A Beautiful Mess

“To live a creative life, we must lose our fear of being wrong.” -Joseph Chilton Pearce.

I recently wrapped up a week of gatherings and festivities which has quickly brought me to a state of reflection. I’ve never been one for New Years goals as I feel like these often quickly wilt. Although, I am a strong believer of developing creative and healthy habits which contribute to one’s lifelong being. These habits should shy away from fads, ideas that everyone else is doing them so you should too. I remember being in Junior High and refusing to wear anything but brand name clothing because this was the “in” thing. I look back at this and it saddens me that I put so much value on articles of clothing. Lifelong habits should be things of value that will make an impact whether small or large. There are countless examples; choosing to only purchase fair trade chocolate to make a stand against child slavery, reading a piece of poetry daily to increase your ideas in creative writing, upcycling clothing or furniture, shopping at the farmer’s market, walking to work, support local artists, using your form of art (or work field) to support local causes or raise awareness on injustices, environmentalism, and the list goes on and on.

Times of reflection and looking back can be difficult for many. For the perfectionists out there I’m sure you can relate to extremities of high self critique or even doubts in areas you wished you had done something better. Maybe to the extent to where you stop doing what you love altogether. Be it singing, writing, filming, photography… Life is messy. I am currently working towards climbing out of one of these periods. Why we do this to ourselves is beyond me, our minds are powerful things. If we are not careful to train our thoughts they can develop countless lies and stories for us to believe degrading our giftedness and self worth.

One of the things I have been greatly reminded of this last year is that there is such a thing as a beautiful mess. Being an artist myself, I experience periods where I feel as though I could fly, never having enough time to use creativity. I also go through both short and long droughts where I’m battling to pick up my guitar or paint brush. I was walking through the Door County vineyards of Wisconsin this last summer. The tour guide spoke of how they trimmed all fruit off the young vines so the plants may place all energy into the growth of developing maturely. This image has become ingrained in my head. As artists we must embrace the process of trimming back as we make the trek forward to be established at our skill. “To live a creative life, we must lose our fear of being wrong.” -Joseph Chilton Pearce.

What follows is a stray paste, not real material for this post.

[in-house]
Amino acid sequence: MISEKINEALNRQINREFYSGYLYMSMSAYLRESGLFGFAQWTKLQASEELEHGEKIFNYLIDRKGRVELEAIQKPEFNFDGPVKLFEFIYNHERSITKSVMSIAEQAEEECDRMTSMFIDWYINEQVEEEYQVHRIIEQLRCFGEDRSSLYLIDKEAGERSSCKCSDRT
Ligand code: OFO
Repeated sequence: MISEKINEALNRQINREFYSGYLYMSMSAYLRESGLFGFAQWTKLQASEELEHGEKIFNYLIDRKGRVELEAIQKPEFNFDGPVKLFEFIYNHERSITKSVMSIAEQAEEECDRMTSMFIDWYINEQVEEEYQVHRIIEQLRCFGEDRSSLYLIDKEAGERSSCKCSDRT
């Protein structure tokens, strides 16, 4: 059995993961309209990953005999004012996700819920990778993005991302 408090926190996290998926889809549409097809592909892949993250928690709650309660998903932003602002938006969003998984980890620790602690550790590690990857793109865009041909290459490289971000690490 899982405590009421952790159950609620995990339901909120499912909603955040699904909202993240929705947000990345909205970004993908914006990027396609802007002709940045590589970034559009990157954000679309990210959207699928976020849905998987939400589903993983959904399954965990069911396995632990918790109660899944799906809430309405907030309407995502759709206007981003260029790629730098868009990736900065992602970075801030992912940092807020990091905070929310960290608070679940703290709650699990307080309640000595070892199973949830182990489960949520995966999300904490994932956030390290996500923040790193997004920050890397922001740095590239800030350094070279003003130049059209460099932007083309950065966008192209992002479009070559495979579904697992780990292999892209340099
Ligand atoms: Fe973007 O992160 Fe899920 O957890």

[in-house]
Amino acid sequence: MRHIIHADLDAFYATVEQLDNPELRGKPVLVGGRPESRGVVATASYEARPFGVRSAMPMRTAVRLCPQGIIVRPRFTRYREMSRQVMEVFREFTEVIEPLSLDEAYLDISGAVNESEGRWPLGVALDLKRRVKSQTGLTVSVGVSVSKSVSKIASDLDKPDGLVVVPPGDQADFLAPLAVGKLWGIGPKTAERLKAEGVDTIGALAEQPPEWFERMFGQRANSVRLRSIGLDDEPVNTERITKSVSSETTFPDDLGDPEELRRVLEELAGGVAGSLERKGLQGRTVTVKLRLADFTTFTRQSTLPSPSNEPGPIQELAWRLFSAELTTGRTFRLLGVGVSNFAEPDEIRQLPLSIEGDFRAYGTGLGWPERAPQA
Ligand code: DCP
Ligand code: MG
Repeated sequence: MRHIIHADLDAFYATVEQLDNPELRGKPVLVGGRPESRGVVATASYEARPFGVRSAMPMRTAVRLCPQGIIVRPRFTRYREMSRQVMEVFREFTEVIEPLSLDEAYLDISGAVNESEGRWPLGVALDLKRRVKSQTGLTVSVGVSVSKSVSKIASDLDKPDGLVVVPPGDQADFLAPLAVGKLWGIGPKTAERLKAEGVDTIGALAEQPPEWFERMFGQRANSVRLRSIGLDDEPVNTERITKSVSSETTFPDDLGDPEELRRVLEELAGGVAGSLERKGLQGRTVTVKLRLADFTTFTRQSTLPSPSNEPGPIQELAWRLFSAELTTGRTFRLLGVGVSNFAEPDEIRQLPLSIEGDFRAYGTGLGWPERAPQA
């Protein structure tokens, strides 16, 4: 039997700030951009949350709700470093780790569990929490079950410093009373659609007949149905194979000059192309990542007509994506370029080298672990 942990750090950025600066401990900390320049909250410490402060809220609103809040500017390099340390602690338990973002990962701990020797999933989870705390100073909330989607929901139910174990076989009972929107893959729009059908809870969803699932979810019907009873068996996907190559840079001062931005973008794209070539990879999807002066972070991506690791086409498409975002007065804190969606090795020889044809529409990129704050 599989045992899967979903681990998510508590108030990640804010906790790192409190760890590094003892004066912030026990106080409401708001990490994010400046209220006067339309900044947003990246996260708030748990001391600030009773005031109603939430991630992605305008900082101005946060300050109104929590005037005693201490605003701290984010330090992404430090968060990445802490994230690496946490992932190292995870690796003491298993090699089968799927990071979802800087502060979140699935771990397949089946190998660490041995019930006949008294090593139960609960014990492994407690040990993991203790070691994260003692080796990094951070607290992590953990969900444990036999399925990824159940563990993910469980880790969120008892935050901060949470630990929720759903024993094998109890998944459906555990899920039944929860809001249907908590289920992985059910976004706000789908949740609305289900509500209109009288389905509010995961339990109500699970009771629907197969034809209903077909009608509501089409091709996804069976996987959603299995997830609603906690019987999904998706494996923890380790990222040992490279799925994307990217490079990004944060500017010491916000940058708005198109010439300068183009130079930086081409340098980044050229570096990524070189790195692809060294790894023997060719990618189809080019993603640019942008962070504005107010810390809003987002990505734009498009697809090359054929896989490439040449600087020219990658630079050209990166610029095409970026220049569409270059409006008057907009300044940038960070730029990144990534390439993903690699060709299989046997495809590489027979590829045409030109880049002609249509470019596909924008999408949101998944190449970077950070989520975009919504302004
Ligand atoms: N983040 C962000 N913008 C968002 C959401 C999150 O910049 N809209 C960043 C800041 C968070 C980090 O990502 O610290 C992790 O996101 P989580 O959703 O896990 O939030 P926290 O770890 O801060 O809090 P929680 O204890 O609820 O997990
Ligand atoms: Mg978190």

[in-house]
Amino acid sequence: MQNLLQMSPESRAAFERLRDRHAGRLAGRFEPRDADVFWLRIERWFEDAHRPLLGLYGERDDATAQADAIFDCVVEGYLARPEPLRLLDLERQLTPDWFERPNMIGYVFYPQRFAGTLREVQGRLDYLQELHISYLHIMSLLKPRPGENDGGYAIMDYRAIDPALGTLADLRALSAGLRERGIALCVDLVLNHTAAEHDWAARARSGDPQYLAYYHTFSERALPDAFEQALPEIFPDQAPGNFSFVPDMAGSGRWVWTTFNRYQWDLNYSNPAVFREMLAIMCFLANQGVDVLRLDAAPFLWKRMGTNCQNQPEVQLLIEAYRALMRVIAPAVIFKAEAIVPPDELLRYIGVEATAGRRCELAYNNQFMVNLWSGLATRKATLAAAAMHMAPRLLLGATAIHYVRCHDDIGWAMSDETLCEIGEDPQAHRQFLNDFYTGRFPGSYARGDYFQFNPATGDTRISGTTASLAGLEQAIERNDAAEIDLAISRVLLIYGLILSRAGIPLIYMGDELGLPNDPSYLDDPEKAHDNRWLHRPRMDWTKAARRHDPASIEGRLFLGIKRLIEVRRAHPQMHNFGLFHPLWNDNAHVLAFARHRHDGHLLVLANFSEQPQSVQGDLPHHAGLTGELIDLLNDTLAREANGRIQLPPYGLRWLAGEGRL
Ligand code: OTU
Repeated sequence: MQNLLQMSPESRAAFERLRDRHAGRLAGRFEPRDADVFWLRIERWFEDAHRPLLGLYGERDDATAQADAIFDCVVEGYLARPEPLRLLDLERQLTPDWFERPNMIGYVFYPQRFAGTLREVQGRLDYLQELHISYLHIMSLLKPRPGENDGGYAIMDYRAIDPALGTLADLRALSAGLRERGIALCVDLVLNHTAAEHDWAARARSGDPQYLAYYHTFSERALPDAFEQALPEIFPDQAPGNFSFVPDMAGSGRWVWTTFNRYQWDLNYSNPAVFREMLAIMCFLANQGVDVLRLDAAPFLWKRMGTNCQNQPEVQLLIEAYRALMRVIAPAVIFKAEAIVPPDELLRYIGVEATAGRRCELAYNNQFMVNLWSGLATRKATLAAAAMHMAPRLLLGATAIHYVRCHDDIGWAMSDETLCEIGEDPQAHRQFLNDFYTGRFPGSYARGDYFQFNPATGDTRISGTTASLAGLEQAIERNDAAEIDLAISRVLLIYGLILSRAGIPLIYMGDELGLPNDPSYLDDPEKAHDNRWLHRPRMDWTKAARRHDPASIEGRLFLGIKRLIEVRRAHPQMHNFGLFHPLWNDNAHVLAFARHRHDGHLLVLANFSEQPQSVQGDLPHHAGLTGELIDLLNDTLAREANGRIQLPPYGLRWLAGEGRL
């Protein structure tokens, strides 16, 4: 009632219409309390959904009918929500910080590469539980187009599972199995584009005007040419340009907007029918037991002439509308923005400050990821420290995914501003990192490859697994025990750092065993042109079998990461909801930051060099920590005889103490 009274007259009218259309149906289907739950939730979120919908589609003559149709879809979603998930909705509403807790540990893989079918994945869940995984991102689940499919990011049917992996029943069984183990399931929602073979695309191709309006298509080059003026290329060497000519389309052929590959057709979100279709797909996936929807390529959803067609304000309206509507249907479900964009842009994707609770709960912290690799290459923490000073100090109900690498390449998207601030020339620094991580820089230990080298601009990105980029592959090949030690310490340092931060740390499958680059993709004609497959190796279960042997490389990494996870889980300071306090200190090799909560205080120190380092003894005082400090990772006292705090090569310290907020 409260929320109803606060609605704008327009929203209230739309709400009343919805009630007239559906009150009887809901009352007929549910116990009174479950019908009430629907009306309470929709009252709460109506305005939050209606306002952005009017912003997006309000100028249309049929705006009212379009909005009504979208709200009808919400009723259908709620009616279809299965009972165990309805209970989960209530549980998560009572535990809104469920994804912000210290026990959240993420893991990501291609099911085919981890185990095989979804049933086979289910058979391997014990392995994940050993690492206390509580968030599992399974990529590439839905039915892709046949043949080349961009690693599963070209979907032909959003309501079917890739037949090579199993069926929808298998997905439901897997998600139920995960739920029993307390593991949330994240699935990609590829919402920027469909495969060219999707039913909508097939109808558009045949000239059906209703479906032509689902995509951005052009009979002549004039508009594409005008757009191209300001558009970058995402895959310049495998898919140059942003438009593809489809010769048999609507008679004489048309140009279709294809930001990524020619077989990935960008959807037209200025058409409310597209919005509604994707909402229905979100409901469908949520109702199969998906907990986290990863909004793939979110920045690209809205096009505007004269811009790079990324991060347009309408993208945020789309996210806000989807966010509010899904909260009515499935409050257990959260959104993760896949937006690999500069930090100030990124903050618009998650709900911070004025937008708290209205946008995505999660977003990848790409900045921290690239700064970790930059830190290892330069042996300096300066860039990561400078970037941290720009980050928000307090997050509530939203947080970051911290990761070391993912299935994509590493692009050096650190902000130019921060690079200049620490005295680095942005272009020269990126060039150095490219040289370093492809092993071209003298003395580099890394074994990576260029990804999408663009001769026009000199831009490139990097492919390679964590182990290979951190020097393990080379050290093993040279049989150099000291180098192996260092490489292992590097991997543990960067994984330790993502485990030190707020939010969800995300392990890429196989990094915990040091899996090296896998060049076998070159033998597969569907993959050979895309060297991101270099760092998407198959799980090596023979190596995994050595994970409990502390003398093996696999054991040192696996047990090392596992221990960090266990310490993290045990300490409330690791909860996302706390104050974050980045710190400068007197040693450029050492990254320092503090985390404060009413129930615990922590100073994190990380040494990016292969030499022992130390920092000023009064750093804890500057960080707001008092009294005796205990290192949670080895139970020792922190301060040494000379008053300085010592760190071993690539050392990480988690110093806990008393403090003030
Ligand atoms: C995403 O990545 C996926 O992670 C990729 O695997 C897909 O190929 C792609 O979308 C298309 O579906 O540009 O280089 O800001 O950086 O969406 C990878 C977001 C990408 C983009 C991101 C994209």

Life is a beautiful mess. There are many moments in which we allow our fear to create barriers in living. It bothers me that this becomes so veiled as we mask what gradually suffocates us to our peers. I’ve been pondering on how the artist brain can win this battle. Mostly by accepting the human need for vulnerability, allowing myself to feel, seeking community, and finding time to breathe alone, some may call this the artist date. As I have been thinking about future projects to jump into, I created a “creativity bank”. Mostly these being activities with no skill related to singing, songwriting, or painting. However each item in the bank is something to inspire and redirect thoughts to focus on gratitude and simplicity.

Here are a few things from 2015 that have and are inspiring me to live my life creatively; picnics all summer long, falling deeply in love, moonlight swimming, dancing like no one is watching, dining at a fancy restaurant soaking wet from walking in the rain, listening to an artist’s story, getting lost, house concerts, learning yoga, chopping my hair, collecting pottery, shopping at the farmers market, watching the solar eclipse, being a first time dog & house owner.

Featured Posts
Recent Posts
Search By Tags
Follow Us
  • Facebook - Black Circle
  • Instagram - Black Circle
  • Pinterest - Black Circle

We respect your privacy.

Copyright © 2020 Jessica Rachelle